Business jets in China are now a buyer’s market with no buyers
China’s business jet buyers are turning into sellers, and there are too many of them
Fred Tan has been looking to buy a second-hand private jet for more than a year now but is yet to make a deal.
Not because of a lack of choice. Options are aplenty and the prices keep falling. “I am waiting for prices to drop further,” said the Singaporean businessman with a chuckle. “No rush.”
China’s business jet buyers are turning into sellers, and there are too many of them. So the prices of the jets they are looking to sell are not expected to fly anytime soon.
“Prices have struggled, certainly,” said David Dixon, Asia president of aircraft broker Jetcraft. “Many factors are at play: oil and gas, natural resources like coal and mine are all down, US dollar is strengthening against other currencies, and politics in Brazil, Russia and China.”
The world’s total inventory of pre-owned business jets for sale have ballooned from US$5.2 billion in March 2014 to US$8.09 billion this February, according to Hong Kong-based consultancy Asian Sky Group. But the manufacturers aren’t selling that many new planes, suggesting the market is shrinking.
“The only thing selling planes now is price,” said Jay Mesinger, a US-based aircraft broker.
Unwanted jets in China – where the government’s austerity measures have been driving officials and businesspeople away from the conspicuous asset – are put in the market through brokers like Dixon and Mesinger and sold wherever the demand is stronger. The US, the world’s biggest business aviation market with a strengthening currency, stands out as the brightest spot.
“There is a real shift today in the business that’s about China: it is that aircraft are being sold out of the country as opposed to into the country,” Mesinger said, who has done five cross-border deals with Chinese clients in the past year.
At the business aviation trade show in Shanghai last week, where no major jet orders were announced, manufacturers and brokers stressed their confidence in the outlook for the future and blamed global economic uncertainties for the lean phase. But at cocktail parties at night, the truth comes tumbling out in private conversations: it’s the political uncertainty that’s really holding back China’s wannabe business jet owners and crashing prices.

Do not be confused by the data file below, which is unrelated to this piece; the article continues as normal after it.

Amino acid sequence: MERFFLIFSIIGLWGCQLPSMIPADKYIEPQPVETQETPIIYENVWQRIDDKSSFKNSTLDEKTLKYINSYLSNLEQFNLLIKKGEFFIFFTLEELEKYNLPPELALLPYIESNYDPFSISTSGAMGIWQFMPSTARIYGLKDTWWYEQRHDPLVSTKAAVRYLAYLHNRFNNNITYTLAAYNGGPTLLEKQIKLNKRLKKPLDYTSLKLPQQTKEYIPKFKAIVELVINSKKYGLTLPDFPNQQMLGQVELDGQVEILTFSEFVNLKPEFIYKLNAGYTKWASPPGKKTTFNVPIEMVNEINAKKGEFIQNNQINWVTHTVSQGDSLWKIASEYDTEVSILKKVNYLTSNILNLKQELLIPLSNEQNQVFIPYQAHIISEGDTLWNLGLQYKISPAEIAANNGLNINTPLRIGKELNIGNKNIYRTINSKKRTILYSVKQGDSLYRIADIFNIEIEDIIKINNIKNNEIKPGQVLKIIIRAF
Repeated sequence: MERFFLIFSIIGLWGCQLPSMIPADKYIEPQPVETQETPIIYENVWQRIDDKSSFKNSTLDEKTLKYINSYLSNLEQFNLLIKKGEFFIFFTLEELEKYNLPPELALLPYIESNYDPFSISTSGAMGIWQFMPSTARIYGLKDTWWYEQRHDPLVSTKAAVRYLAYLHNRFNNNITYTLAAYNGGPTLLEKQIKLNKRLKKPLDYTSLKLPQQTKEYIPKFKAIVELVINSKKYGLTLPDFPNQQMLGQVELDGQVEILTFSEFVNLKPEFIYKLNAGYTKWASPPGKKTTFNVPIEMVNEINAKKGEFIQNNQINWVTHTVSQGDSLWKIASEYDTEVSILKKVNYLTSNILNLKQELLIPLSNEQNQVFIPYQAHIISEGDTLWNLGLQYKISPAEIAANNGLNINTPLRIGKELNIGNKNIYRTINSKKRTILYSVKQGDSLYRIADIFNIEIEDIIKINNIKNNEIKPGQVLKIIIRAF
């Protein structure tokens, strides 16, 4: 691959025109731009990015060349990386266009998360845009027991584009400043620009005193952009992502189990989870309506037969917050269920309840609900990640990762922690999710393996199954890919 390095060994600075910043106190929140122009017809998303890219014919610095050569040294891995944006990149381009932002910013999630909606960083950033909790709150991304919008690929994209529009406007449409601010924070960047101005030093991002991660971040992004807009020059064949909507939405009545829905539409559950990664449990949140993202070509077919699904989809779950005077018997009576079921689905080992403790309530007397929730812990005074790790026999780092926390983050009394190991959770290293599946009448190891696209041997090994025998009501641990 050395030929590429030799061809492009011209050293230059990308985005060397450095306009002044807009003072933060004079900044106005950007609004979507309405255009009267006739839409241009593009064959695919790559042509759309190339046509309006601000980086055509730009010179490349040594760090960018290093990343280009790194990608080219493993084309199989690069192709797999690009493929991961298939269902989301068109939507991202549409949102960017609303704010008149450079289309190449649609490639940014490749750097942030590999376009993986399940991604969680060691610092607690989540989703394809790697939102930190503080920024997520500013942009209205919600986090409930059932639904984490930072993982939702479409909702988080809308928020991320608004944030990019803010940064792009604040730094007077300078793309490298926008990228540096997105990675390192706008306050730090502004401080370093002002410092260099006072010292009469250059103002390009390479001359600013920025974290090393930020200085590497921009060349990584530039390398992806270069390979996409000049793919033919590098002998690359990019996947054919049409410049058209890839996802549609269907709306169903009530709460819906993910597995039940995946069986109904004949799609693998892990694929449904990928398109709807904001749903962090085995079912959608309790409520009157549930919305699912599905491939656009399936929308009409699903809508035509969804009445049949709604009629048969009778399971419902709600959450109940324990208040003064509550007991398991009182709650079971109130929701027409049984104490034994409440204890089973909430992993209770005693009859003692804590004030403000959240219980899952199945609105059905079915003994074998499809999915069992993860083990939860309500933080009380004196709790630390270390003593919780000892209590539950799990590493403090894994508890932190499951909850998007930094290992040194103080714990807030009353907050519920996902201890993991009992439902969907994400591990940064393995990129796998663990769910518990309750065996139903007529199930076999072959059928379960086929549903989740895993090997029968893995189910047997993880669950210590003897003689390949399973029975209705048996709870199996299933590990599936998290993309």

It’s not that the rich Chinese have stopped flying – business aviation traffic in Shanghai’s two airports grew by 20 per cent last year, according to ground handler Shanghai Hawker Pacific, which is building a new hangar for up to 10 more jets. Prospective buyers are just holding back purchase plans, either out of fear of attracting the attention of graft busters or waiting for even better deals, while existing owners helplessly watch their asset value nosedive.
The average asking price of a Global 5000, Bombardier’s popular long-range model, has dropped 10.6 per cent in the past year to US$19.5 million, according to Asian Sky Group’s quarterly market report, while Gulfstream’s newest and largest jet, the G650ER, has in three months gone from US$75 million to US$68.2 million.
“The premium people used to be willing to pay to get a G650 immediately is gone,” Dixon said. “But the market is still active, there is still business to be done. I think it is just more difficult and there are some shifts in aircraft value,” he said, adding that Jetcraft had its best first-quarter ever.
Pre-owned jets from Asia are increasingly accepted in the US, Dixon said, while Chinese buyers, who used to want only brand-new jets, are also growing accustomed to the idea of used jets that could come for half the price.
But Chinese aircraft owners who had to pay a 22.8 per cent tax and duty when importing aircraft are at a disadvantage in the market. There’s also a mismatch of preferences that inhibits deals. In Asia, and China in particular, large-cabin, long-range jets are the favourites. In the US and mature markets in general, lighter, cheaper aircraft prevail.
That makes it extra hard for Chinese sellers, while upcoming new models from the manufacturers put further pressure on the prices of old models.
“Aircraft are staying longer in the market. Sellers need to be realistic,” said Jolie Howard, vice-president of sales at CIT Business Aircraft Finance.
“That just means it is a buyer’s market,” said Andy Gill, a senior director at Honeywell Aerospace, who added that he expects Asia-Pacific’s preference for large-cabin jets to mirror the rest of the world in time.
But Gulfstream, maker of the most popular big jets in China, disagrees. “I think the China market is going to stay primarily a large-cabin, long-range market because of the distances Chinese companies need to travel,” said Scott Neal, senior vice-president of sales of Gulfstream. “But I will say that as the Chinese market matures, we are seeing more interest in our smaller products, such as the G280, for use in local missions,” he said.
“We have seen some of the frenetic pace of activities over the past few years slow a bit in mainland China, but we are still seeing very good activities,” Neal said, adding that the firm had a busy week full of appointments at the show in Shanghai.
Analysts said weak new orders from China, after peaking in 2009, are hitting the manufacturers with a lag, as the old orders have yet to be delivered. While Gulftream’s Neal insisted the order pipeline for China is “strong”, without disclosing the numbers, his company has forecast it would deliver fewer jets this year than last year. Bombardier, which has the second largest market share in China after Gulfstream, predicts a 25 per cent fall in business jet shipments globally this year.